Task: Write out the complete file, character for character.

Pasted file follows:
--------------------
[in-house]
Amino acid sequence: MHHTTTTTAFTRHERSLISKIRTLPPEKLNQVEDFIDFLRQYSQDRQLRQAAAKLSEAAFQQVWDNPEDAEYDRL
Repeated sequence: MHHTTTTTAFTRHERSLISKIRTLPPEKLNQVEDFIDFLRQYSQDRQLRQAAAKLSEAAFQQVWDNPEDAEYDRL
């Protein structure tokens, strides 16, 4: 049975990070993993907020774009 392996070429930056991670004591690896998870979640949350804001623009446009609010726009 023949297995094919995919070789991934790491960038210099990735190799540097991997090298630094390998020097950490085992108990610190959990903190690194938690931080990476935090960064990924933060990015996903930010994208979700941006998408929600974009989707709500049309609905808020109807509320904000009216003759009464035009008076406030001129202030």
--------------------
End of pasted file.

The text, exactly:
[in-house]
Amino acid sequence: MHHTTTTTAFTRHERSLISKIRTLPPEKLNQVEDFIDFLRQYSQDRQLRQAAAKLSEAAFQQVWDNPEDAEYDRL
Repeated sequence: MHHTTTTTAFTRHERSLISKIRTLPPEKLNQVEDFIDFLRQYSQDRQLRQAAAKLSEAAFQQVWDNPEDAEYDRL
């Protein structure tokens, strides 16, 4: 049975990070993993907020774009 392996070429930056991670004591690896998870979640949350804001623009446009609010726009 023949297995094919995919070789991934790491960038210099990735190799540097991997090298630094390998020097950490085992108990610190959990903190690194938690931080990476935090960064990924933060990015996903930010994208979700941006998408929600974009989707709500049309609905808020109807509320904000009216003759009464035009008076406030001129202030």